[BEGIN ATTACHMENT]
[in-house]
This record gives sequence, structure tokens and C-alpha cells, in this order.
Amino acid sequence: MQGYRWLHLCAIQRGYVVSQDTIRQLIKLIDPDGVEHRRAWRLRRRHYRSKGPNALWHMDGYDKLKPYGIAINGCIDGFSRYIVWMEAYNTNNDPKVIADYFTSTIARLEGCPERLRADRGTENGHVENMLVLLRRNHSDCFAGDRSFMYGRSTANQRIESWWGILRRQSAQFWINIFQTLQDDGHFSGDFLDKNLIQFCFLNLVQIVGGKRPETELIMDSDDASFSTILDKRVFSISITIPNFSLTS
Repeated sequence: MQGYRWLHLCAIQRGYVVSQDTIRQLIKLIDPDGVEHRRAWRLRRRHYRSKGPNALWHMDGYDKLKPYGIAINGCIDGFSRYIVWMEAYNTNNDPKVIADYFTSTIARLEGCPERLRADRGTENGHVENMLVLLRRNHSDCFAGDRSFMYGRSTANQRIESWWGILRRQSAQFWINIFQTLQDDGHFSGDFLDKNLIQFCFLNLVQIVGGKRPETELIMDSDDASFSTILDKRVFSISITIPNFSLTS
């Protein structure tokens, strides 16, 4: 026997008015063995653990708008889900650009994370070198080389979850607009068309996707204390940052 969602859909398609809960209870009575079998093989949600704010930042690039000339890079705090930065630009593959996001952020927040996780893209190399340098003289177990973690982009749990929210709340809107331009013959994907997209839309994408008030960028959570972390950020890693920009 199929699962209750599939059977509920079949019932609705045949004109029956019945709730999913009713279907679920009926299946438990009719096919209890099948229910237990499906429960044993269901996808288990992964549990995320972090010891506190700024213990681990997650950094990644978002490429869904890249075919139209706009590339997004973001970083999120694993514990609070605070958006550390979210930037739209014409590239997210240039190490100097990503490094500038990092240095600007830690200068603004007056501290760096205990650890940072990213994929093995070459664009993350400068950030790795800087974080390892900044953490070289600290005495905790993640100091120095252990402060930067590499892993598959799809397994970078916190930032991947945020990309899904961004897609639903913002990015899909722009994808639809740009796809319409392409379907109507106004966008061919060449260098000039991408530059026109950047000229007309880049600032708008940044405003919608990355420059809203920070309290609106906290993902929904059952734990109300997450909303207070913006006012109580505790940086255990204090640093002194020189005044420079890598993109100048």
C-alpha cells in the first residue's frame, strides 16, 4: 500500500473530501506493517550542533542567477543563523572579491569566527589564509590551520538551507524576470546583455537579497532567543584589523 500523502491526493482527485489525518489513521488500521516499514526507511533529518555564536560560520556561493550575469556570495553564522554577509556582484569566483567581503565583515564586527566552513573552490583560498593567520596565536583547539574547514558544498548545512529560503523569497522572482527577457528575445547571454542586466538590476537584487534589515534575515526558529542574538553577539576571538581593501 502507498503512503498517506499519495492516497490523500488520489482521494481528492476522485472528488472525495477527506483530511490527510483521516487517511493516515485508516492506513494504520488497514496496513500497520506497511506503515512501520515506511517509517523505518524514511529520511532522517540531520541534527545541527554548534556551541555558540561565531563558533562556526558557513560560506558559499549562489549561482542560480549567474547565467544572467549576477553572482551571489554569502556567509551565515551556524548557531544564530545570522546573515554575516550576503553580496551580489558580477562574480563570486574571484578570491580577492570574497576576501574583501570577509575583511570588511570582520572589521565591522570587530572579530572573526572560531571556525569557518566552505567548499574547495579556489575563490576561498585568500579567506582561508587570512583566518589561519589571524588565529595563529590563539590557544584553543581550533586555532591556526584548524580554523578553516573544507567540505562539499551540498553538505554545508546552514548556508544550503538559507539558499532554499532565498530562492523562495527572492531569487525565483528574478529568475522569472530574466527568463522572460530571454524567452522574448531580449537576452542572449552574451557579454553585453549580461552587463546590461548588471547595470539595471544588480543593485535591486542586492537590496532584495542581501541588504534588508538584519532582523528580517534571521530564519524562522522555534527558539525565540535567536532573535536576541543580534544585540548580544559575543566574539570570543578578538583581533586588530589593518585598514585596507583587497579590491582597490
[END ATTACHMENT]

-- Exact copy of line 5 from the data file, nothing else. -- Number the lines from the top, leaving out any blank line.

């Protein structure tokens, strides 16, 4: 026997008015063995653990708008889900650009994370070198080389979850607009068309996707204390940052 969602859909398609809960209870009575079998093989949600704010930042690039000339890079705090930065630009593959996001952020927040996780893209190399340098003289177990973690982009749990929210709340809107331009013959994907997209839309994408008030960028959570972390950020890693920009 199929699962209750599939059977509920079949019932609705045949004109029956019945709730999913009713279907679920009926299946438990009719096919209890099948229910237990499906429960044993269901996808288990992964549990995320972090010891506190700024213990681990997650950094990644978002490429869904890249075919139209706009590339997004973001970083999120694993514990609070605070958006550390979210930037739209014409590239997210240039190490100097990503490094500038990092240095600007830690200068603004007056501290760096205990650890940072990213994929093995070459664009993350400068950030790795800087974080390892900044953490070289600290005495905790993640100091120095252990402060930067590499892993598959799809397994970078916190930032991947945020990309899904961004897609639903913002990015899909722009994808639809740009796809319409392409379907109507106004966008061919060449260098000039991408530059026109950047000229007309880049600032708008940044405003919608990355420059809203920070309290609106906290993902929904059952734990109300997450909303207070913006006012109580505790940086255990204090640093002194020189005044420079890598993109100048």